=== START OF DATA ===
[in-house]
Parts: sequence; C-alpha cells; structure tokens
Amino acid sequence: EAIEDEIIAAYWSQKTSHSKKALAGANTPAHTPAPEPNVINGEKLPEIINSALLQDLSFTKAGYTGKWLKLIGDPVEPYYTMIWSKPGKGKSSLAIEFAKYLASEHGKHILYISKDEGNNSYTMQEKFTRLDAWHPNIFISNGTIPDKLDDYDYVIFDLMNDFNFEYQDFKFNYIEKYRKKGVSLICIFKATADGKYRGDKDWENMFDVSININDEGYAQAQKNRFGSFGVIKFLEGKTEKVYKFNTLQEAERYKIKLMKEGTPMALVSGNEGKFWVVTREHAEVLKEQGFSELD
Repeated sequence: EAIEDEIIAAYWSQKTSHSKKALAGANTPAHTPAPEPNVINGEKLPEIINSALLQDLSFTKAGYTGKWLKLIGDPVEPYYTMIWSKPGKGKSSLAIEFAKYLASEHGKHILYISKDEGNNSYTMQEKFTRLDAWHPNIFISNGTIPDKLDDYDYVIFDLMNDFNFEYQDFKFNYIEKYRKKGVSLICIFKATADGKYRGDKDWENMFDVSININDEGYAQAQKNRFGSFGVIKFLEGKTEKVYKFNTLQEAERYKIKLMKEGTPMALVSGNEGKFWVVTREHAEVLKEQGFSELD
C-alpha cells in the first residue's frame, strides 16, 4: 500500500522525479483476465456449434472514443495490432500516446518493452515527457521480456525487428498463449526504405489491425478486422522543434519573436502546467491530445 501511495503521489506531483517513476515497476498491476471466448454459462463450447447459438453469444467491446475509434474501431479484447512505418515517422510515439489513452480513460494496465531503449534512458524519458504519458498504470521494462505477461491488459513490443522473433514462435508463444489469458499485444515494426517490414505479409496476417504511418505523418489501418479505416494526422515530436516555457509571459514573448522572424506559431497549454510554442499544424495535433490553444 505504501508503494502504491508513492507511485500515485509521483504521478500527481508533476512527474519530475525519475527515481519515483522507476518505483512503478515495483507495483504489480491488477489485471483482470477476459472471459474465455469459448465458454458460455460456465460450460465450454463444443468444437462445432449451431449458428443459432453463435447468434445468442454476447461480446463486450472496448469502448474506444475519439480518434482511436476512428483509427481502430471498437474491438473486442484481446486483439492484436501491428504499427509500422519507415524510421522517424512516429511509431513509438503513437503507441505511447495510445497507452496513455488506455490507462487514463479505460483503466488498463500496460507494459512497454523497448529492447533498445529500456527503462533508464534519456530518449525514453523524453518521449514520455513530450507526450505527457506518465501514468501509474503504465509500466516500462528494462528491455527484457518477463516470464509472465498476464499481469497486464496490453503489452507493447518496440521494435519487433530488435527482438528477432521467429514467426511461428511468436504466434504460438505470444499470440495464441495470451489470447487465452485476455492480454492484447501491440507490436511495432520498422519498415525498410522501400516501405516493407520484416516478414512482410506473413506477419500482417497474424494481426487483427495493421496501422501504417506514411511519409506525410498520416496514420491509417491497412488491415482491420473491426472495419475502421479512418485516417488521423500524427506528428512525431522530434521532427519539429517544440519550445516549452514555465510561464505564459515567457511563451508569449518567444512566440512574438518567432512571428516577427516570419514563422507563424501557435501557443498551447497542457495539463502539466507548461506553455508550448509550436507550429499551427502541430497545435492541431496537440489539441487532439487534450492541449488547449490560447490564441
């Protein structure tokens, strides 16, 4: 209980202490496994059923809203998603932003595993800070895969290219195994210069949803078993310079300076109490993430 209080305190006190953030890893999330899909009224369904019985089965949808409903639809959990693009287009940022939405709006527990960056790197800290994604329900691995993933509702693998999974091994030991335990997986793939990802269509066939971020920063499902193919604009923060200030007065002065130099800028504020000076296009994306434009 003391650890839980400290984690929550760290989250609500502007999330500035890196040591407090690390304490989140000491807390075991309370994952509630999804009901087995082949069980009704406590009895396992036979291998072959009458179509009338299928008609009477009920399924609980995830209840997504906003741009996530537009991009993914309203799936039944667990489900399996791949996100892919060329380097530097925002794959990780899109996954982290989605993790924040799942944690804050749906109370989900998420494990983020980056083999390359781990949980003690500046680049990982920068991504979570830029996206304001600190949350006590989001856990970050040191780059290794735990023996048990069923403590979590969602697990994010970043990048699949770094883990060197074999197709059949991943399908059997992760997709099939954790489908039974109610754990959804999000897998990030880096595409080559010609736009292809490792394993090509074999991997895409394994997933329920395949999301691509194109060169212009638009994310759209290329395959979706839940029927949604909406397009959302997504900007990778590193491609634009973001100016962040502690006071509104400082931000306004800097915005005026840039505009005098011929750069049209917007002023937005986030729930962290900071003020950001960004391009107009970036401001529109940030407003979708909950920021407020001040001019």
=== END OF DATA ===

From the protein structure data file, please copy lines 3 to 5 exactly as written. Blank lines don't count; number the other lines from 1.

Amino acid sequence: EAIEDEIIAAYWSQKTSHSKKALAGANTPAHTPAPEPNVINGEKLPEIINSALLQDLSFTKAGYTGKWLKLIGDPVEPYYTMIWSKPGKGKSSLAIEFAKYLASEHGKHILYISKDEGNNSYTMQEKFTRLDAWHPNIFISNGTIPDKLDDYDYVIFDLMNDFNFEYQDFKFNYIEKYRKKGVSLICIFKATADGKYRGDKDWENMFDVSININDEGYAQAQKNRFGSFGVIKFLEGKTEKVYKFNTLQEAERYKIKLMKEGTPMALVSGNEGKFWVVTREHAEVLKEQGFSELD
Repeated sequence: EAIEDEIIAAYWSQKTSHSKKALAGANTPAHTPAPEPNVINGEKLPEIINSALLQDLSFTKAGYTGKWLKLIGDPVEPYYTMIWSKPGKGKSSLAIEFAKYLASEHGKHILYISKDEGNNSYTMQEKFTRLDAWHPNIFISNGTIPDKLDDYDYVIFDLMNDFNFEYQDFKFNYIEKYRKKGVSLICIFKATADGKYRGDKDWENMFDVSININDEGYAQAQKNRFGSFGVIKFLEGKTEKVYKFNTLQEAERYKIKLMKEGTPMALVSGNEGKFWVVTREHAEVLKEQGFSELD
C-alpha cells in the first residue's frame, strides 16, 4: 500500500522525479483476465456449434472514443495490432500516446518493452515527457521480456525487428498463449526504405489491425478486422522543434519573436502546467491530445 501511495503521489506531483517513476515497476498491476471466448454459462463450447447459438453469444467491446475509434474501431479484447512505418515517422510515439489513452480513460494496465531503449534512458524519458504519458498504470521494462505477461491488459513490443522473433514462435508463444489469458499485444515494426517490414505479409496476417504511418505523418489501418479505416494526422515530436516555457509571459514573448522572424506559431497549454510554442499544424495535433490553444 505504501508503494502504491508513492507511485500515485509521483504521478500527481508533476512527474519530475525519475527515481519515483522507476518505483512503478515495483507495483504489480491488477489485471483482470477476459472471459474465455469459448465458454458460455460456465460450460465450454463444443468444437462445432449451431449458428443459432453463435447468434445468442454476447461480446463486450472496448469502448474506444475519439480518434482511436476512428483509427481502430471498437474491438473486442484481446486483439492484436501491428504499427509500422519507415524510421522517424512516429511509431513509438503513437503507441505511447495510445497507452496513455488506455490507462487514463479505460483503466488498463500496460507494459512497454523497448529492447533498445529500456527503462533508464534519456530518449525514453523524453518521449514520455513530450507526450505527457506518465501514468501509474503504465509500466516500462528494462528491455527484457518477463516470464509472465498476464499481469497486464496490453503489452507493447518496440521494435519487433530488435527482438528477432521467429514467426511461428511468436504466434504460438505470444499470440495464441495470451489470447487465452485476455492480454492484447501491440507490436511495432520498422519498415525498410522501400516501405516493407520484416516478414512482410506473413506477419500482417497474424494481426487483427495493421496501422501504417506514411511519409506525410498520416496514420491509417491497412488491415482491420473491426472495419475502421479512418485516417488521423500524427506528428512525431522530434521532427519539429517544440519550445516549452514555465510561464505564459515567457511563451508569449518567444512566440512574438518567432512571428516577427516570419514563422507563424501557435501557443498551447497542457495539463502539466507548461506553455508550448509550436507550429499551427502541430497545435492541431496537440489539441487532439487534450492541449488547449490560447490564441